Army of Shadows L’armée des ombres (1969)

It is what one could expect if Hitchcock and le Carré had a French cousin.  Except this cousin is the synergy of Joseph Kessel and Jean-Pierre Melville.  And it would be like if this relative looked at the tension and grim realism of his cousins and decided they were too soft and light-hearted.

It really is an amazing movie to watch, the direction and film-making are incredible – particularly for 1969.  It’s just so goddamn bleak and depressing!  Melville had an incredible personal story of his own but to take Kessel’s work and do such an amazing job of putting it on the screen was very impressive.  There’s a couple editing quirks or vague points in the narrative but the portrayal of realistic people in these impossible situations overwhelmed many of the obvious flaws to me.  One problem that some may argue with is that I didn’t always understand where the plot was going.  It’s a hard movie to just turn on and enjoy.  Now that I’ve seen it, I may one day go back and watch it again with a much better understanding of the story but don’t let that dissuade you from seeing Army of Shadows for the first time.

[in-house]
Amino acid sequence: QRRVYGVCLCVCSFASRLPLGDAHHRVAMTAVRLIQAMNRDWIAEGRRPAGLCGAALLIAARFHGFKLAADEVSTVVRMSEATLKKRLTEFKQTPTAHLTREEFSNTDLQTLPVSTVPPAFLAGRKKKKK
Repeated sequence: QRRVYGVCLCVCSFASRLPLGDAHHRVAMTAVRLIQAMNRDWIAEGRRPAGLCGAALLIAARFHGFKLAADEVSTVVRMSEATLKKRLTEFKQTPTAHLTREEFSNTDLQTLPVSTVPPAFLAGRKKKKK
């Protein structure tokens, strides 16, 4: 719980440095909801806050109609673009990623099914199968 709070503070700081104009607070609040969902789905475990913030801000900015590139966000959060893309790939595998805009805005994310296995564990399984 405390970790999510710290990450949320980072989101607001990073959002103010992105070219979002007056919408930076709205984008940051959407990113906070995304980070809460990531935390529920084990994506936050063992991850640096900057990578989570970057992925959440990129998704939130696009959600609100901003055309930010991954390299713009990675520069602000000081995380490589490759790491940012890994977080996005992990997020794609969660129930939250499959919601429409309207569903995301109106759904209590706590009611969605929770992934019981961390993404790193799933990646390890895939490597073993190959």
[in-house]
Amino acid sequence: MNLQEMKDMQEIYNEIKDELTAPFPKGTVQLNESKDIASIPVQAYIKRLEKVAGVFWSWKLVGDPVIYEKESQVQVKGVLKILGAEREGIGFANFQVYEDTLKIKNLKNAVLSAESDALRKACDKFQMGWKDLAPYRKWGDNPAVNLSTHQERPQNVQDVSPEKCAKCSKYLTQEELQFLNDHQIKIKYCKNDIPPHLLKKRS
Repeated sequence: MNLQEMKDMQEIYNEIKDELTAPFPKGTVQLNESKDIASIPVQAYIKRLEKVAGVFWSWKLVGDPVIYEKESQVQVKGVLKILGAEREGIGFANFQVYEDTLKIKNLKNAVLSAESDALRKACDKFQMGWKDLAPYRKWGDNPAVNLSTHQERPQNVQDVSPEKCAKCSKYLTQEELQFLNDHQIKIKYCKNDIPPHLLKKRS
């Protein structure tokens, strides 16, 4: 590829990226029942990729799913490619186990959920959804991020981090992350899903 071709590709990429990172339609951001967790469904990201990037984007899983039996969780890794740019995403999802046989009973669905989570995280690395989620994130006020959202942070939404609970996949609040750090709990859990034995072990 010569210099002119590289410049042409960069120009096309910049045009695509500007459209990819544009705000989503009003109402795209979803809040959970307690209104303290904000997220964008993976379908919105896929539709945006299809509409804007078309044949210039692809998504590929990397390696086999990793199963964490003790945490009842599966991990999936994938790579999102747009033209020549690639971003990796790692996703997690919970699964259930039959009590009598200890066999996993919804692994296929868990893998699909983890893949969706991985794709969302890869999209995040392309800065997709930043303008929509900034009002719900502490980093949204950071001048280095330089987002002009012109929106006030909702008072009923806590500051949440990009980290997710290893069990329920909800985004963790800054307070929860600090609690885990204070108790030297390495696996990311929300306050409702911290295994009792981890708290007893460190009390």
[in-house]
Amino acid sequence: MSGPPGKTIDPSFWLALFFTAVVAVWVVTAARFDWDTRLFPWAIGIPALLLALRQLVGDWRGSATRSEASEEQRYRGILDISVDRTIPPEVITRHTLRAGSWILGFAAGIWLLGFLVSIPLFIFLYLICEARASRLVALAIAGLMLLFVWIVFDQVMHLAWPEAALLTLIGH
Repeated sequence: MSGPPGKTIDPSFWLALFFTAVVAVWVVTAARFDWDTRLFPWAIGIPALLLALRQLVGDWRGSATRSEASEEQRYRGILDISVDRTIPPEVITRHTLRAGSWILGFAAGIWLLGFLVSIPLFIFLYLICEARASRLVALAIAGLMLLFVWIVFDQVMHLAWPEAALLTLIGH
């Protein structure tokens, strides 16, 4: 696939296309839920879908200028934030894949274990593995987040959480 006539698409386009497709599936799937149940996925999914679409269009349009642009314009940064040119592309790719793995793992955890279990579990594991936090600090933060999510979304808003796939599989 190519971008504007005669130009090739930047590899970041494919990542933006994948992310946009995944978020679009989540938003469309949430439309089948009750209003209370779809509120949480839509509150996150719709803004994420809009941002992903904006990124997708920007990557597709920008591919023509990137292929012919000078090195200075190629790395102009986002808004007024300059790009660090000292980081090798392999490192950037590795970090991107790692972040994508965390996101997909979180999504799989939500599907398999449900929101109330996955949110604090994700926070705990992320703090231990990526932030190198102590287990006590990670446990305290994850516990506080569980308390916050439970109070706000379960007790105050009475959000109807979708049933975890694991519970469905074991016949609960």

It is spies, it is the French Resistance, it is gritty realism and terrible circumstances of tension but the bleak implacable nature of Gerbier drives everything.  It is less as a “spy movie” as it would have been known in the Bond-fetish 60’s but more as an almost documentary style story that makes it hard to remember that it’s fiction.  It’s fiction based on factual circumstances but the characters become so very real that it is hard not to believe these events happened as portrayed.

I’ll leave it to the professional critics and film students to wrangle out the deeper points but I’d recommend watching it at least once.  It’s a very different spy film than you will be used to but an amazing film all the same.

In testament to the art of this film, you’ll notice there are points where if you paused the movie – it would be this amazingly significant moment that would appear so very mundane out of context.  And yet, within the context of the story, a simple shot of a woman making eye contact with a man in an approaching car carries this incredible weight of meaning that one cannot ignore.


p.s. The barber (Serge Reggiani) looks like love-child of Belmondo and Mr. Bean